Conservatively Speaking

State Senator Mary Lazich (R-New Berlin) represents parts of four counties: Milwaukee, Waukesha, Racine, and Walworth. Her Senate District 28 includes New Berlin, Franklin, Greendale, Hales Corners, Muskego, Waterford, Big Bend, the town of Vernon and parts of Greenfield, East Troy, and Mukwonago. Senator Lazich has been in the Legislature for more than a decade. She considers herself a tireless crusader for lower taxes, reduced spending and smaller government.

Post-budget sticker shock

State budget


By law, Wisconsin is required to have a balanced budget in place every two years with a July 1 deadline for implementation. The 2009-2011 state budget was signed into law by Governor Doyle on June 29, 2009.

The next budget already has a huge gaping hole. The Legislative Fiscal Bureau projects the as yet to be addressed 2011-2013 state budget has a structural deficit of over $2 billion. In other words, projected revenues will not be anywhere near enough to cover committed costs in the next state budget.

You can take our budget fiasco and multiply it by 50.  A budget crisis is occurring in each and every state in America. Therefore, a state experiencing a budget shortfall is not an exclusive story.

Here is the real news bulletin. Governing Magazine in its latest issue reports:

“T
he real problem may be that the news coming out of capitols hasn’t been shocking enough. States have used the federal stimulus money in most cases to ease the current shortfalls, rather than to help them face up to the prospect of future long-term deficits. (Stimulus dollars made up about 40 percent of states’ shortfalls this year.) Rather than planning ahead, lawmakers have done their best to muddle through this year's woes, hoping that an economic turnaround will make budgets easier to deal with in the near future.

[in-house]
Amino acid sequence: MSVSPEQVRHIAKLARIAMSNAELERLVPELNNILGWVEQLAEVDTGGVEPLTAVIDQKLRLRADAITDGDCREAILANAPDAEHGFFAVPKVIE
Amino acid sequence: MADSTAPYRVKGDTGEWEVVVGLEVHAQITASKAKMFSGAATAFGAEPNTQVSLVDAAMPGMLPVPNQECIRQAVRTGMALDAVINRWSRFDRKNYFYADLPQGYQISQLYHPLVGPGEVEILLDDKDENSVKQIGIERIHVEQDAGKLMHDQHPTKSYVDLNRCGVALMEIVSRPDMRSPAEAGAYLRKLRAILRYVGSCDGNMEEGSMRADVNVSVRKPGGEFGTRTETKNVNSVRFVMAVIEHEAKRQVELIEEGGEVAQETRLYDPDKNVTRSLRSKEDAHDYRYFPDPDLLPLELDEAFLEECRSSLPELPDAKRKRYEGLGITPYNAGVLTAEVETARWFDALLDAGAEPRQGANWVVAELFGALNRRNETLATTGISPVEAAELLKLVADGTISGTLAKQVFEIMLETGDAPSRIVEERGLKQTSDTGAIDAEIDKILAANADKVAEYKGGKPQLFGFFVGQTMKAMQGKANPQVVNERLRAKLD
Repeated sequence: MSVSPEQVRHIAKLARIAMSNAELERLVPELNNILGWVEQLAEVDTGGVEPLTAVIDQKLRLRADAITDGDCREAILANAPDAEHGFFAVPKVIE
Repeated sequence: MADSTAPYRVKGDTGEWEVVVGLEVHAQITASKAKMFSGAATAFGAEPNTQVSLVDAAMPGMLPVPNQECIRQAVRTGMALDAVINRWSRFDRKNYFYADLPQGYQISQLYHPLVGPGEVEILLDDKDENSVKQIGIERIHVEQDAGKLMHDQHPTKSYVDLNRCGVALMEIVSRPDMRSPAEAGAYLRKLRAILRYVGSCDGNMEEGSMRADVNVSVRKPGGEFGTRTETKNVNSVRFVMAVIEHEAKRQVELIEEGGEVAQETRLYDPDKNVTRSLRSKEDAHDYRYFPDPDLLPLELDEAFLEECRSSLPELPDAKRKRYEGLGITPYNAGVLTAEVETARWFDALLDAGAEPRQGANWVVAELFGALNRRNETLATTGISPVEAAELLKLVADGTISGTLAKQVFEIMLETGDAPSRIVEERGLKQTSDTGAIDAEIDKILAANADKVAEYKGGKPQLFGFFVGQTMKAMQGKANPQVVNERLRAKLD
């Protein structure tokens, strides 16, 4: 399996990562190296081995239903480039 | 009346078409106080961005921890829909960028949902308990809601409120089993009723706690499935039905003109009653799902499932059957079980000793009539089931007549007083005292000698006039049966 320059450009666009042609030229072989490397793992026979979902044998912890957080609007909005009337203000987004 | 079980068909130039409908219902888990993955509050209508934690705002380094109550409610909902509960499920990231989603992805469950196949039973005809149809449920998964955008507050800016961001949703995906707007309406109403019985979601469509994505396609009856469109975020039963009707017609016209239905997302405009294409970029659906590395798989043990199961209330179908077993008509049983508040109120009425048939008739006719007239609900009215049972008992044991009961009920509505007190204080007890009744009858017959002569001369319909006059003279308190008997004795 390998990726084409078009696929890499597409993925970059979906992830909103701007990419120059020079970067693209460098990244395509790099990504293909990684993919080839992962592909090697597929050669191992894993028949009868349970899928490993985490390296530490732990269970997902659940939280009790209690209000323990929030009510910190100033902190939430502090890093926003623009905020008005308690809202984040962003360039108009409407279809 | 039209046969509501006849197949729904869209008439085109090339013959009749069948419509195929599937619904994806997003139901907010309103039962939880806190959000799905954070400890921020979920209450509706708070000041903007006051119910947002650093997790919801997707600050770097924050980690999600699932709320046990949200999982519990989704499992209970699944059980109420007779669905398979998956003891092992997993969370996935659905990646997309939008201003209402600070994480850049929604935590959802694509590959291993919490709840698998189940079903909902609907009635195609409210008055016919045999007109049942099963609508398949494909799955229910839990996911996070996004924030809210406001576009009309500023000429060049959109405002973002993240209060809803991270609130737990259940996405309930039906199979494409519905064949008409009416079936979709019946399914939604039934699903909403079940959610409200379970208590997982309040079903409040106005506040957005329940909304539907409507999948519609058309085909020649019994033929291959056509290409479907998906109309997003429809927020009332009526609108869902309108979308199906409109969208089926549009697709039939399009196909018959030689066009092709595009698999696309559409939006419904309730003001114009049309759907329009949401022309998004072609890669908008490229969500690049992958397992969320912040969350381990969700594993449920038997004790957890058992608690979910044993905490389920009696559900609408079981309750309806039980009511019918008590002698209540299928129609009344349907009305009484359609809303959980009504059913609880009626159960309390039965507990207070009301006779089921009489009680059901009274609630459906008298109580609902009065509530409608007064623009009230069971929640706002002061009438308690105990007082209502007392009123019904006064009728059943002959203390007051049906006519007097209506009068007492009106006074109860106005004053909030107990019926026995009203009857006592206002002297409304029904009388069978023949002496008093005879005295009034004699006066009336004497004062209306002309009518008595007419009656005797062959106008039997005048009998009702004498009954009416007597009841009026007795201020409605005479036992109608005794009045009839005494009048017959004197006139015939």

That, however, seems unlikely. Many states begin this new fiscal year looking at fresh shortfalls that will require action within a matter of months. State revenue sources tend to be lagging indicators, meaning that even if the economy were to start growing again tomorrow, it would take quite a while before tax collections perked up.”

Governing Magazine is correct in its analysis. There is a real possibility that before the year is over, the state Legislature will quickly be called upon to consider another budget adjustment bill (The Legislature approved one in February of this year).

How will Democrats that control the governor’s mansion and both houses of the Legislature respond? If their track record is any indication, it seems more tax and fee increases and borrowing are in store, possibly before the end of fall.

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